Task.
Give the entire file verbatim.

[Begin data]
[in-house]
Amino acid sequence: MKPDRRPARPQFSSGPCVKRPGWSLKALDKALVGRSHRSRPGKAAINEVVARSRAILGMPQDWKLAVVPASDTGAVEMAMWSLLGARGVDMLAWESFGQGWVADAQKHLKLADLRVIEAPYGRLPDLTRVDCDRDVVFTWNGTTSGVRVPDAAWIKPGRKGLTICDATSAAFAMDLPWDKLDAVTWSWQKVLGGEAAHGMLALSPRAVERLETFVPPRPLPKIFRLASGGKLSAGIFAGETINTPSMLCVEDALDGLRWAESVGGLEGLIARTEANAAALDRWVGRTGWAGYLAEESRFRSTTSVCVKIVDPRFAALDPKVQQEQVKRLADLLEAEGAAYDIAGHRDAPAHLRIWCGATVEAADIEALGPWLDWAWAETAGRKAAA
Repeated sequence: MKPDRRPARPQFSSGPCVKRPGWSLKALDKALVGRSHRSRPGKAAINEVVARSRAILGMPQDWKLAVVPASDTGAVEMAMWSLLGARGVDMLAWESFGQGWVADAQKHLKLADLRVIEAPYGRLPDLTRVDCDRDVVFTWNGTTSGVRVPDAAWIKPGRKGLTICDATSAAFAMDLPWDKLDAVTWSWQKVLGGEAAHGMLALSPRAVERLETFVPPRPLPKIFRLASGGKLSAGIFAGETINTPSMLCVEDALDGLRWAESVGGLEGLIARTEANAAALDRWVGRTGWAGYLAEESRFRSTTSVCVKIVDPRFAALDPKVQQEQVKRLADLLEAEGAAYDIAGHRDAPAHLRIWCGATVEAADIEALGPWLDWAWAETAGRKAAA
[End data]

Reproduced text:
[in-house]
Amino acid sequence: MKPDRRPARPQFSSGPCVKRPGWSLKALDKALVGRSHRSRPGKAAINEVVARSRAILGMPQDWKLAVVPASDTGAVEMAMWSLLGARGVDMLAWESFGQGWVADAQKHLKLADLRVIEAPYGRLPDLTRVDCDRDVVFTWNGTTSGVRVPDAAWIKPGRKGLTICDATSAAFAMDLPWDKLDAVTWSWQKVLGGEAAHGMLALSPRAVERLETFVPPRPLPKIFRLASGGKLSAGIFAGETINTPSMLCVEDALDGLRWAESVGGLEGLIARTEANAAALDRWVGRTGWAGYLAEESRFRSTTSVCVKIVDPRFAALDPKVQQEQVKRLADLLEAEGAAYDIAGHRDAPAHLRIWCGATVEAADIEALGPWLDWAWAETAGRKAAA
Repeated sequence: MKPDRRPARPQFSSGPCVKRPGWSLKALDKALVGRSHRSRPGKAAINEVVARSRAILGMPQDWKLAVVPASDTGAVEMAMWSLLGARGVDMLAWESFGQGWVADAQKHLKLADLRVIEAPYGRLPDLTRVDCDRDVVFTWNGTTSGVRVPDAAWIKPGRKGLTICDATSAAFAMDLPWDKLDAVTWSWQKVLGGEAAHGMLALSPRAVERLETFVPPRPLPKIFRLASGGKLSAGIFAGETINTPSMLCVEDALDGLRWAESVGGLEGLIARTEANAAALDRWVGRTGWAGYLAEESRFRSTTSVCVKIVDPRFAALDPKVQQEQVKRLADLLEAEGAAYDIAGHRDAPAHLRIWCGATVEAADIEALGPWLDWAWAETAGRKAAA